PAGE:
What is Financing?

Financing refers to the methods and types of funding a business uses to sustain and grow its operations. It consists of debt and equity capital, which are used to carry out capital investments, make acquisitions, and generally support the business. This guide will explore how managers and professionals in the industry think about the financing activities of a company.

On a company’s cash flow statement, there is a section that’s referred to as cash flow from financing activities, which summarizes how the business was funded over a particular period.

Activities include:

  • Issuing debt to raise money
  • Repaying debt
  • Issuing equity to raise money
  • Repurchasing equity
  • Paying dividends

Debt vs Equity

Managers of businesses have two choices when it comes to funding activities: debt or equity. There are pros and cons to each, and the optimal choice is often a combination of each


  • The capital of a business is the money it has available to pay for its day-to-day operations and to fund its future growth.
  • The four major types of capital include working capital, debt, equity, and trading capital. Trading capital is used by brokerages and other financial institutions.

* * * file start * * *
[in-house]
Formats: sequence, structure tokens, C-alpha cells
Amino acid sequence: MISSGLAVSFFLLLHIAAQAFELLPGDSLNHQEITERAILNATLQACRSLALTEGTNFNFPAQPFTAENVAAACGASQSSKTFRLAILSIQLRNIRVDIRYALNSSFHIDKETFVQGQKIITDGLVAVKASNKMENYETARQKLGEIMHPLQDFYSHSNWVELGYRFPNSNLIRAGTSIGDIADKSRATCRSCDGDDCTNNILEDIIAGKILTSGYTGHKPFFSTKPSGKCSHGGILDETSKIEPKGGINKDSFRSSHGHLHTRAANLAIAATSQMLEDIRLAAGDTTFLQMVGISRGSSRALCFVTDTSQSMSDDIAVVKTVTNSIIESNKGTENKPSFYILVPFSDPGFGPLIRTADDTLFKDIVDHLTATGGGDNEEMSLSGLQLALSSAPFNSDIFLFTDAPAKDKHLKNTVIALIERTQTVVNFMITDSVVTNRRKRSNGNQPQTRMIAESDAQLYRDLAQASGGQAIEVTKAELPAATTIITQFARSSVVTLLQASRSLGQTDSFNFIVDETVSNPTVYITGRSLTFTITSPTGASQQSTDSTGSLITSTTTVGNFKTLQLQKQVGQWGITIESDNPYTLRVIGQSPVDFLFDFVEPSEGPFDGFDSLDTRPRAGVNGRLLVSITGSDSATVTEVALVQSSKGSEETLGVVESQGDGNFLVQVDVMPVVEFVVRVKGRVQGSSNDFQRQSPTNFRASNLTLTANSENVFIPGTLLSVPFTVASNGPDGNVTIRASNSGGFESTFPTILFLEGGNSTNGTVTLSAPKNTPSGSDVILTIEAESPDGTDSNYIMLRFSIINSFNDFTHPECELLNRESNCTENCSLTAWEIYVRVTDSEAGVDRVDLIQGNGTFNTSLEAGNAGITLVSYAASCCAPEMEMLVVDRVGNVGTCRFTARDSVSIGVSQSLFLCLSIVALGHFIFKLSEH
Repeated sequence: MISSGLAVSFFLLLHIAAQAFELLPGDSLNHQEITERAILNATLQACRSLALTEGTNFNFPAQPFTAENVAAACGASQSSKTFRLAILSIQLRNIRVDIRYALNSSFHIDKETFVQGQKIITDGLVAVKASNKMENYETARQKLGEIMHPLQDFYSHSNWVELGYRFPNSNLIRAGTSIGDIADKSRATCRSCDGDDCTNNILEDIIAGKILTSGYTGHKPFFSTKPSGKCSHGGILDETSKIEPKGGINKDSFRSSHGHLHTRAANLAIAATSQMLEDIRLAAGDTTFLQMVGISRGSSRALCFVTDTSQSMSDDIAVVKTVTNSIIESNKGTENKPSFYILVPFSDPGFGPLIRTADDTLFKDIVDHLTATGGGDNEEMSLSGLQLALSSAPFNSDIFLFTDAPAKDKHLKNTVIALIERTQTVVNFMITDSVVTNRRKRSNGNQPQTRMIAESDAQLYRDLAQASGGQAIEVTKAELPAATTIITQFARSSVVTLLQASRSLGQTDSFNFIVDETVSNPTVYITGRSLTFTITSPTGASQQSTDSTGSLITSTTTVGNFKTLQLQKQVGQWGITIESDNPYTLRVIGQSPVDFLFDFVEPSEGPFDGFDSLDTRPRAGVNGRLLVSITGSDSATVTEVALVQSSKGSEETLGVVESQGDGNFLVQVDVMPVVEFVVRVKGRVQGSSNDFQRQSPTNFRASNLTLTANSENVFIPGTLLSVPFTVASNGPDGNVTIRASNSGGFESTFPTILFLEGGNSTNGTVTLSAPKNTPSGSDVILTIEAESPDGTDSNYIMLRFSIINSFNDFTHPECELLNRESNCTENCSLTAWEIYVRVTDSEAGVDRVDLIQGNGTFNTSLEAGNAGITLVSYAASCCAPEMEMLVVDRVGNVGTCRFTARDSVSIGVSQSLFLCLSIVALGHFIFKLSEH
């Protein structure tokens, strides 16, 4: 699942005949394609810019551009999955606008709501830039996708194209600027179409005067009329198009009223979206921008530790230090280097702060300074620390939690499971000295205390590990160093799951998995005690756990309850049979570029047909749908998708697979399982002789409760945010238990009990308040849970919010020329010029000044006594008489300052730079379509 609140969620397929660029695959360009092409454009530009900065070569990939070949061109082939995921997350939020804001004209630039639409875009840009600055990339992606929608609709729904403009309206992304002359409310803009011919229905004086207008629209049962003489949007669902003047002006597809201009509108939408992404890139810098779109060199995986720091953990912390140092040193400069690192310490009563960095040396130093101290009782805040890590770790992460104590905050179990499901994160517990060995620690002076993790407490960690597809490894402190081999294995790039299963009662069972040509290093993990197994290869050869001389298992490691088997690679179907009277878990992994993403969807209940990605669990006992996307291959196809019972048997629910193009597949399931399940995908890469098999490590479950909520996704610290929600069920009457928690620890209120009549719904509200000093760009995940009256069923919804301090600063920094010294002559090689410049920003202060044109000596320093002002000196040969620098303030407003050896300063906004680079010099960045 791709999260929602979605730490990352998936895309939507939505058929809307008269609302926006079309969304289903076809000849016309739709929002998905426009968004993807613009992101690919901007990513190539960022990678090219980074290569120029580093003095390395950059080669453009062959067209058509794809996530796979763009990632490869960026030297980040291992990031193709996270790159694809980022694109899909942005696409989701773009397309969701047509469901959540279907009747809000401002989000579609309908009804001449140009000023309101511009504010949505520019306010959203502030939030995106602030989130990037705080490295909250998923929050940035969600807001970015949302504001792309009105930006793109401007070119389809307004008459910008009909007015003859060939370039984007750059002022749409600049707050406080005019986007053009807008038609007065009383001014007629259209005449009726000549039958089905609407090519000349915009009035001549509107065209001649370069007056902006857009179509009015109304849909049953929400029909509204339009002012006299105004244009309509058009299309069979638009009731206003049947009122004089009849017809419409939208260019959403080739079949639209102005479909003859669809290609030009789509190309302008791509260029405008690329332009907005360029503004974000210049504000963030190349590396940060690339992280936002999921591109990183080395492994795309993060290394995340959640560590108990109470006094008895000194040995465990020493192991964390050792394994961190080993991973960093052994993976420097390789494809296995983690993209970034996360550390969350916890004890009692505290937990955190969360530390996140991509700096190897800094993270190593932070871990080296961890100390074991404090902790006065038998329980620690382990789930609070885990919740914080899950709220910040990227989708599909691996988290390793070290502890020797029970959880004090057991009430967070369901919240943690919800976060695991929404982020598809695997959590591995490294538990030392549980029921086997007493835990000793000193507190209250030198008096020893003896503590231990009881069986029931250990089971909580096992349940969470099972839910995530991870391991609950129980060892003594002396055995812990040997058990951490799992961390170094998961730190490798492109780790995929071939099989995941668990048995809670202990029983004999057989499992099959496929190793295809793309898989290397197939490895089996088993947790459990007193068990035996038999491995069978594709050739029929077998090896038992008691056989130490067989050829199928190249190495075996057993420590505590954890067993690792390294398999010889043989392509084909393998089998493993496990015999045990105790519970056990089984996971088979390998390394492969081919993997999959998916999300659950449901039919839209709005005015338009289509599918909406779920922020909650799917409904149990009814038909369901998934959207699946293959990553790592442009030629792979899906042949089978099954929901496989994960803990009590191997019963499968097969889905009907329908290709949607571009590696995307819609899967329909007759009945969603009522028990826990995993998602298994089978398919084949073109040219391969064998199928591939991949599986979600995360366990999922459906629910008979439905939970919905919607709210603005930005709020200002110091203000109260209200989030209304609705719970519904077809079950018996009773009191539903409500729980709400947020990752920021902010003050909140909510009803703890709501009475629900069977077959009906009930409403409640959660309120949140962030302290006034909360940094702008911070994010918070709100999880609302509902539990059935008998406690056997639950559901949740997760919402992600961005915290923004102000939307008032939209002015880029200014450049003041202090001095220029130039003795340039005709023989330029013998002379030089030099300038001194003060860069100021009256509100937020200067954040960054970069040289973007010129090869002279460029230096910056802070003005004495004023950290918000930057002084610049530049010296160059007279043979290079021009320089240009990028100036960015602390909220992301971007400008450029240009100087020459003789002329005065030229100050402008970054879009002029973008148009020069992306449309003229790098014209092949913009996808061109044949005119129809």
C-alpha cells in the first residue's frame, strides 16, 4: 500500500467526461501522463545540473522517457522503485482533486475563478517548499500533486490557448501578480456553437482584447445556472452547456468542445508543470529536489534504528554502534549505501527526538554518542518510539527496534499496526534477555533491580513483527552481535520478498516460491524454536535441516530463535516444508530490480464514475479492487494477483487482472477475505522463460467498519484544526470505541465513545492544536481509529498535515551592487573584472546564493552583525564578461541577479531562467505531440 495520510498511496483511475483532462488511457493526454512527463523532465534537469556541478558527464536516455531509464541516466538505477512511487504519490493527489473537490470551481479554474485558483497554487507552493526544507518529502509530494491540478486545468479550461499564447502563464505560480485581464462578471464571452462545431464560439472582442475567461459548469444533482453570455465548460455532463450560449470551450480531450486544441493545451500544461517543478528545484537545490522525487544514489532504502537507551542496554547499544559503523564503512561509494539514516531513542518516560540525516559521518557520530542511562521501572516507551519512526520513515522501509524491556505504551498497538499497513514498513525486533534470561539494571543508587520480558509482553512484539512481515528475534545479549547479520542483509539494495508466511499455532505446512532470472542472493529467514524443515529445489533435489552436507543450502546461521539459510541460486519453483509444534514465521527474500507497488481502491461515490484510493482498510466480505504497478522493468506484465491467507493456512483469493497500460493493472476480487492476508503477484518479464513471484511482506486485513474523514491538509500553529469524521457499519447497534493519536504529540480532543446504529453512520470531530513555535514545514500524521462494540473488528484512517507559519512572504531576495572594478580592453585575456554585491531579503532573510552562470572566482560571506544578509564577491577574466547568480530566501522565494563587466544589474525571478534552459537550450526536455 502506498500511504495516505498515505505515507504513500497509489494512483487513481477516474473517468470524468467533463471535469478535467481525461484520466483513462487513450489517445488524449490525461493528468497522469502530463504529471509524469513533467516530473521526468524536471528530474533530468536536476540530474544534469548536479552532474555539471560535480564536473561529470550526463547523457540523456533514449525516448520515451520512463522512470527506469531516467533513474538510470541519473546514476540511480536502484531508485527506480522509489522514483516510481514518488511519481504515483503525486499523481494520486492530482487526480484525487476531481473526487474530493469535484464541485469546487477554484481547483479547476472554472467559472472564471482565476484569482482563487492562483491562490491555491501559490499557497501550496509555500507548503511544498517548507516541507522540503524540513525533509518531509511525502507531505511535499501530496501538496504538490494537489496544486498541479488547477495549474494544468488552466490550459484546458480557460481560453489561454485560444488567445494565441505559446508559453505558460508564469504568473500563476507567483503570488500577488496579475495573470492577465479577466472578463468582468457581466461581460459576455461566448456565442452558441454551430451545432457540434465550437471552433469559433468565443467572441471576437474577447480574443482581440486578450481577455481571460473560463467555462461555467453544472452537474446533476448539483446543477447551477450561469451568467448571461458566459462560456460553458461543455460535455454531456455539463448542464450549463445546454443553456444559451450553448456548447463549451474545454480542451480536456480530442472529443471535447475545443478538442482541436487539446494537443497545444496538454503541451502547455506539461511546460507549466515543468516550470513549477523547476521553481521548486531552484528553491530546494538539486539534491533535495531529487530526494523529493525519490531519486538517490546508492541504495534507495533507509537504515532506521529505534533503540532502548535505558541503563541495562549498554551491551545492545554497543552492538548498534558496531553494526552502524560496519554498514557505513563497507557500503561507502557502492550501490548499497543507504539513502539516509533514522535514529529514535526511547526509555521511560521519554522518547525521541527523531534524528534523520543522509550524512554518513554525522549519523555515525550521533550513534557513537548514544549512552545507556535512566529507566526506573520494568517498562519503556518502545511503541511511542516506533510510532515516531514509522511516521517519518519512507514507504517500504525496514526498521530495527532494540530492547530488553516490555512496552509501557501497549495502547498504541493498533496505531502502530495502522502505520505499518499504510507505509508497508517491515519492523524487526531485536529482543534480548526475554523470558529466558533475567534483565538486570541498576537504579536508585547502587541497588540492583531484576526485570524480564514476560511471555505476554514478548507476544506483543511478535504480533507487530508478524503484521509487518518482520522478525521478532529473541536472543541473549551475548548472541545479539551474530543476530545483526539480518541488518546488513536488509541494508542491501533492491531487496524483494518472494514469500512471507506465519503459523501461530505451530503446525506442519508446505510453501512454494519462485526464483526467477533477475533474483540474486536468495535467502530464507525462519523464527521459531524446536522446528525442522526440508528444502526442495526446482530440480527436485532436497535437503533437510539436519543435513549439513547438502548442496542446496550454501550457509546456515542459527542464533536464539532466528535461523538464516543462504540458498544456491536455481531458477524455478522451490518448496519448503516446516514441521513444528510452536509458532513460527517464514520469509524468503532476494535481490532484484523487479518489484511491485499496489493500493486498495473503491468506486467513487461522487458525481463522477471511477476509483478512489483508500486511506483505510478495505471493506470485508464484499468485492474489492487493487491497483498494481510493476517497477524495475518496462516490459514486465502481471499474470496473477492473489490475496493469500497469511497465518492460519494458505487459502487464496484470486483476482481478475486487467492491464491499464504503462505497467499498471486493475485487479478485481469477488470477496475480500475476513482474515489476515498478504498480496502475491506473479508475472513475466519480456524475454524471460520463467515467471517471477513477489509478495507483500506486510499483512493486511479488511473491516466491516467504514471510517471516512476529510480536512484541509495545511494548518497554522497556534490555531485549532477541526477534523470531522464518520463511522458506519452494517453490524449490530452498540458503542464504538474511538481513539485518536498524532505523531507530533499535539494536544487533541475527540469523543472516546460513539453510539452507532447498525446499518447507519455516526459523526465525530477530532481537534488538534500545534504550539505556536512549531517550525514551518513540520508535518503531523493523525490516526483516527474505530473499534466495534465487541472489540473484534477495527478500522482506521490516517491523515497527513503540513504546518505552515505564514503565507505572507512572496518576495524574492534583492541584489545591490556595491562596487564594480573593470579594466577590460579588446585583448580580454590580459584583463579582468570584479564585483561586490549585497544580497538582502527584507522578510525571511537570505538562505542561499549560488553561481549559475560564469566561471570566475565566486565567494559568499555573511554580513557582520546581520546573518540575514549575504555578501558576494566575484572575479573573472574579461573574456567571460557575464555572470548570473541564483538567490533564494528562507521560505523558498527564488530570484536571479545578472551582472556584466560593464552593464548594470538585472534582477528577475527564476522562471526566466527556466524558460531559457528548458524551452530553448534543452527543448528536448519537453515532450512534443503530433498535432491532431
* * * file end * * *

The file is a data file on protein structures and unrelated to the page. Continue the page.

• Any debt capital is offset by a debt liability on the balance sheet.
  • The capital structure of a company determines what mix of these types of capital it uses to fund its business.
  • Economists look at the capital of a family, a business, or an entire economy to evaluate how efficiently it is using its resources.

Loan Capital

Loan capital comprises all the longer term borrowing of a company. It is distinguished from share capital by the fact that, at some point, borrowing must be repaid. Share capital on the other hand is only returned to shareholders when the company is wound up.

A company’s loan capital comprises all amounts which it borrows for the long-term, such as: